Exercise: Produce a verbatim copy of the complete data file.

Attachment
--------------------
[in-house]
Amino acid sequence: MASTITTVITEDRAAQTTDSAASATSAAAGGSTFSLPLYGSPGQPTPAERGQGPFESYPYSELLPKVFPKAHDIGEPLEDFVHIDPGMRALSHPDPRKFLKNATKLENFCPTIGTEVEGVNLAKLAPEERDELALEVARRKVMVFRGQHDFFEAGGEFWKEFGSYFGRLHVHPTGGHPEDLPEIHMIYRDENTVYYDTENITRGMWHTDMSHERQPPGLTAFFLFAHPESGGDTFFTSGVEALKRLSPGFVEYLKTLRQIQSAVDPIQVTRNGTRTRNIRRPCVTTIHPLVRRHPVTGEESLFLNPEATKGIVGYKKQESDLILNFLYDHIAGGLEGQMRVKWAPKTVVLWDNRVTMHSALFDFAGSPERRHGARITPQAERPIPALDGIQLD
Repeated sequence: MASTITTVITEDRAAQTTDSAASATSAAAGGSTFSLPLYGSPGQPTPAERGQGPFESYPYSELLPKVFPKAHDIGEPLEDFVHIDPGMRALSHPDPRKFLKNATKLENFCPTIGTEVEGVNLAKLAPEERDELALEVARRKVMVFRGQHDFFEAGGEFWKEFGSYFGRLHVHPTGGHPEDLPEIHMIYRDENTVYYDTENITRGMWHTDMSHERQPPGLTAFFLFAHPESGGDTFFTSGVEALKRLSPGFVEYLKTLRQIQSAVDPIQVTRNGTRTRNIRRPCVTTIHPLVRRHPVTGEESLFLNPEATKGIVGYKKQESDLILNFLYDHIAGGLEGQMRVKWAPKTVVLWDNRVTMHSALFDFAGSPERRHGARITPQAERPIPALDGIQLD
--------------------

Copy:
[in-house]
Amino acid sequence: MASTITTVITEDRAAQTTDSAASATSAAAGGSTFSLPLYGSPGQPTPAERGQGPFESYPYSELLPKVFPKAHDIGEPLEDFVHIDPGMRALSHPDPRKFLKNATKLENFCPTIGTEVEGVNLAKLAPEERDELALEVARRKVMVFRGQHDFFEAGGEFWKEFGSYFGRLHVHPTGGHPEDLPEIHMIYRDENTVYYDTENITRGMWHTDMSHERQPPGLTAFFLFAHPESGGDTFFTSGVEALKRLSPGFVEYLKTLRQIQSAVDPIQVTRNGTRTRNIRRPCVTTIHPLVRRHPVTGEESLFLNPEATKGIVGYKKQESDLILNFLYDHIAGGLEGQMRVKWAPKTVVLWDNRVTMHSALFDFAGSPERRHGARITPQAERPIPALDGIQLD
Repeated sequence: MASTITTVITEDRAAQTTDSAASATSAAAGGSTFSLPLYGSPGQPTPAERGQGPFESYPYSELLPKVFPKAHDIGEPLEDFVHIDPGMRALSHPDPRKFLKNATKLENFCPTIGTEVEGVNLAKLAPEERDELALEVARRKVMVFRGQHDFFEAGGEFWKEFGSYFGRLHVHPTGGHPEDLPEIHMIYRDENTVYYDTENITRGMWHTDMSHERQPPGLTAFFLFAHPESGGDTFFTSGVEALKRLSPGFVEYLKTLRQIQSAVDPIQVTRNGTRTRNIRRPCVTTIHPLVRRHPVTGEESLFLNPEATKGIVGYKKQESDLILNFLYDHIAGGLEGQMRVKWAPKTVVLWDNRVTMHSALFDFAGSPERRHGARITPQAERPIPALDGIQLD